1. Minimum 3 pages; maximum 5 pages. This is an extended essay, not a paper.
2. The essay MUST be typed; no exceptions.
3. Please use 12 point font, 1 inch margins, Times New Roman font setting, double spacing, number the pages, and provide a PDF of the concert program.
4. Follow a five-paragraph format (at the very least) where there is an introduction, three (or more, if needed) expository paragraphs, and a conclusion.
Here’s another helpful way of looking at the structure of the essay:
1. Introduction: Tell your audience what it is you are trying to accomplish by introducing the material (concert).
2. Exposition: Tell them what you need to say. This is usually descriptive.
3. Conclusion: Tell your audience what you told them. Recapitulate using another angle to encapsulate what you wanted to say in a crystallized way.
Your report is expected to answer the questions:
• What kind of a listener were you at the concert? Why?
• What pieces were performed?
• What was the style of the pieces performed?
• What was the make-up of the instrumental and or vocal forces?
• How were the forces arranged (musically/visually) for the presentation?
• What was the audience/ambience like?
• Did you enjoy the concert? Why or why not?

Be certain to discuss the following aspects in at least two of the pieces in the concert:

• Unity and variety: How did the pieces relate (or not) to one another?
• Structure of the music
• Purpose of the music
• Tempo
• Rhythm
• Melody
• Harmony
• Form
• Historical Period

Details for the Writing Approach —
• Be sure your writing remains clear and focused. Keep the discussion relative to the task at hand.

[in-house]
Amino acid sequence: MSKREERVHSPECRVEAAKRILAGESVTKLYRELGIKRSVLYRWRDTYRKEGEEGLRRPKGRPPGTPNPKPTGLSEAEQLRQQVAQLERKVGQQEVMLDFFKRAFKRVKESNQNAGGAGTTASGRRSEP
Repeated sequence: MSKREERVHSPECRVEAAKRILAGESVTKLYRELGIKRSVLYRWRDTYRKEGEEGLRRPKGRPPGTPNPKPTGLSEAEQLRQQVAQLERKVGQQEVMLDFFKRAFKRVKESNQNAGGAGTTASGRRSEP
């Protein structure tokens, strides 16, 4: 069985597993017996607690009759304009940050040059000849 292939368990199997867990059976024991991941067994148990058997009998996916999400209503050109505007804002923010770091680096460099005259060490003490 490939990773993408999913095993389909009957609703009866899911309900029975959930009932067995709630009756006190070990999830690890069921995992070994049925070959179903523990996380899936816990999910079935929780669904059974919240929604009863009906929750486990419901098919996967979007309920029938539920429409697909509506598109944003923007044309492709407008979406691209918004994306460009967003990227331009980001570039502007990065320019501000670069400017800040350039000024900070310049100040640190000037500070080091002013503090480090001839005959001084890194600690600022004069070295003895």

• Use the musical vocabulary we are learning in class; explain it so that anyone who reads the paper can understand what you desire to convey.
• Be descriptive and colorful. Tell a story in your writing. Write as if your audience has no idea about the concert you attended. Be that specific.
• Avoid tangents and be concise. Remember, 3-5 pages is not much space to accomplish your task. Tell me only what is important to you. These few pages are precious. Tighten your writing. Have the writing Tutor lab offer suggestions on your paper before submission.
• Write as if you are reviewing the performance. Critique constructively and avoid seeming negative, even if you did not enjoy the performance. Use words like “the performers did or could have” instead of “would or should have”.
• Think holistically about the performance, from the “outside-in”, and then go for detailed points, “inside-out”.
• This is not a history paper. Do not include a long history of the piece or pieces you are writing about.
• Simply giving a list of the pieces performed in the concert is not sufficient. Choose to cover all pieces to some degree or pick two pieces to compare and contrast.

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